Pay transparency policies can motivate employees to work harder. New studies from researchers at Indiana University, Harvard Business School, and the University of California indicate that policies that reveal workers’ compensation can boost productivity.

  • In one study, employees who discovered they outearned their peers were spurred to prove their value. In another, workers who saw that their managers’ salaries were higher than anticipated were more motivated to reach the next step in their own careers.
  • Pay transparency doesn’t always boost morale, however. The Indiana University study found that in situations where pay transparency revealed high levels of inequity, overall productivity decreased.
  • For more on implementing pay transparency policies that promote fairness and equity at your organization, download Charter’s free playbook here.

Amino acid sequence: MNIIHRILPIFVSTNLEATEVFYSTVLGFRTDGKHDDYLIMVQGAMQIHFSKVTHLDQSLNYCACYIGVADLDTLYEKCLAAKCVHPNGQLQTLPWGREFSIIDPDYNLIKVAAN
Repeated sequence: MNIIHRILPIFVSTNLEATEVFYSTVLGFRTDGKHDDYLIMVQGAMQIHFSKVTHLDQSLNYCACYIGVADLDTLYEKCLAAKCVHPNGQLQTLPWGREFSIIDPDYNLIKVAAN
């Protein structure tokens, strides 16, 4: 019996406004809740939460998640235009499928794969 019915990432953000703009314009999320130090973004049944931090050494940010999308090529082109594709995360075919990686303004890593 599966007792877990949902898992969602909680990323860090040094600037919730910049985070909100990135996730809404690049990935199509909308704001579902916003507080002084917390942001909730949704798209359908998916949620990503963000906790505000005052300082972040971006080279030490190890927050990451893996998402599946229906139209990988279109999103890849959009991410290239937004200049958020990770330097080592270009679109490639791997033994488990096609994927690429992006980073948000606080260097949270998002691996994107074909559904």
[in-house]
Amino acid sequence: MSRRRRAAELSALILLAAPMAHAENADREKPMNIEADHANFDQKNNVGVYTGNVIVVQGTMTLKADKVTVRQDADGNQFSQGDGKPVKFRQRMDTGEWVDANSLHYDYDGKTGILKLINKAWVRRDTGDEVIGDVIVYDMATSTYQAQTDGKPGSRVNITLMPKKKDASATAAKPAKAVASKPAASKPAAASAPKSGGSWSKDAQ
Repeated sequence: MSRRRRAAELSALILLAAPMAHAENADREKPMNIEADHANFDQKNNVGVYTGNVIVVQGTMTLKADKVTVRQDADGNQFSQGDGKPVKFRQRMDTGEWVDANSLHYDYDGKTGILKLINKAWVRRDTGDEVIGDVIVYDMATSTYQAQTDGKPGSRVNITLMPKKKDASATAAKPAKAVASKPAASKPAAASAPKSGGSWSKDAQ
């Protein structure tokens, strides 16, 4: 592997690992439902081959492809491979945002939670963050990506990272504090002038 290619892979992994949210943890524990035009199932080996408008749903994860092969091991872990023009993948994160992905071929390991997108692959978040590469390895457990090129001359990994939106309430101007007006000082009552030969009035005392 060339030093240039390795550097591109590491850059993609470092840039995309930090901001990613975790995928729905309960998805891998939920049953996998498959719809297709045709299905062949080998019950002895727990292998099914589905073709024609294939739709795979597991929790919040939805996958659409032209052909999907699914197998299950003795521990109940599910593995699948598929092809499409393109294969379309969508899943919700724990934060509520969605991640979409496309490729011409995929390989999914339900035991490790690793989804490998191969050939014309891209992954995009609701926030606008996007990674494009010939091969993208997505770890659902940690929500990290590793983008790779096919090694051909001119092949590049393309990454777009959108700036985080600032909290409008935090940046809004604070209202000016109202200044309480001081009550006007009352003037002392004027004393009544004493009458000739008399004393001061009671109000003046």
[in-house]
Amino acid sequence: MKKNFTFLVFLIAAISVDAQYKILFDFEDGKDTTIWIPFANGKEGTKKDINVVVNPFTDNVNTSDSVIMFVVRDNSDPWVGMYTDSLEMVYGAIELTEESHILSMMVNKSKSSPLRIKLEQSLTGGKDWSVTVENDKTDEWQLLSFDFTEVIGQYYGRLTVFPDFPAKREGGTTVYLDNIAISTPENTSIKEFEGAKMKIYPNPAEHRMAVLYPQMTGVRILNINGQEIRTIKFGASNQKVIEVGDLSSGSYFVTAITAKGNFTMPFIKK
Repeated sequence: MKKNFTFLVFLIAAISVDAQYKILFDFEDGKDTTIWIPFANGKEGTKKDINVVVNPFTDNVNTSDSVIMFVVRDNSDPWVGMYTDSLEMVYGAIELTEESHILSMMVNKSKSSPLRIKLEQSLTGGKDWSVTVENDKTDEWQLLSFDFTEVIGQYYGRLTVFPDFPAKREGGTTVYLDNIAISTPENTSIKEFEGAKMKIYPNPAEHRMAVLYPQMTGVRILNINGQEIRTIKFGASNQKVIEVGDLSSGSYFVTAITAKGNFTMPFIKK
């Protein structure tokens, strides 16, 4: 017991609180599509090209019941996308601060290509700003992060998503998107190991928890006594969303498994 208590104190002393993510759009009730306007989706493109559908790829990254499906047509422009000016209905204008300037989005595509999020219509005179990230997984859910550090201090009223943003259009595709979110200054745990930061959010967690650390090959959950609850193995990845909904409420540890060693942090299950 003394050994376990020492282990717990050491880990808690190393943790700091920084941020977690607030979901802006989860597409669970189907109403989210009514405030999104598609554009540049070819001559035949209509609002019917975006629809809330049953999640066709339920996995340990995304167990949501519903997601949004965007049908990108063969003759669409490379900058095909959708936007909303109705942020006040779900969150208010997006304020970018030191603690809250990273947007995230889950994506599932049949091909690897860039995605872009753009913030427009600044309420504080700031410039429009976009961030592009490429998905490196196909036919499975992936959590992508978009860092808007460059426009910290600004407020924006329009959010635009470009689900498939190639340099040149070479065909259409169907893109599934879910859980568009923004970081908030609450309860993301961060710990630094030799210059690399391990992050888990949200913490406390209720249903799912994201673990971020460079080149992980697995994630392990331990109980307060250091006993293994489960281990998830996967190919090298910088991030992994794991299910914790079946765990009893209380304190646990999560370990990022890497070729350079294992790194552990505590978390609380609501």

Artificial-intelligence experts are calling on developers to pause development of more powerful AI tools. A group of 1,100 experts and leaders in the AI field, including Tesla’s Elon Musk and Apple co-founder Steve Wozniak, recently signed an open letter urging researchers to halt work on generative tools more powerful than GPT-4 until AI governance systems and oversight bodies can be created.

  • The job market surrounding AI technology is currently booming, with new roles such as “prompt engineers” paying salaries as high as $335,000 per year.
  • Most workers will likely be affected by generative AI, as 80% of workers hold jobs where at least one job task can be performed more quickly by the technology, according to a new study conducted by researchers from the University of Pennsylvania and OpenAI.
  • Many white-collar workers are anxiously watching these developments, with some 62% of job seekers reporting concern that AI could derail their careers, according to a new survey from job-search site ZipRecruiter.
  • The Italian government has ordered OpenAI, the company behind ChatGPT, to block the chatbot in Italy on the grounds that the company had illegally collected user data.

Business leaders overestimate employees’ trust. Some 79% of business executives report thinking that employees trust the company, while just 65% of employees agreed, a 14-point gap, according to PricewaterhouseCoopers’ 2023 Trust Survey.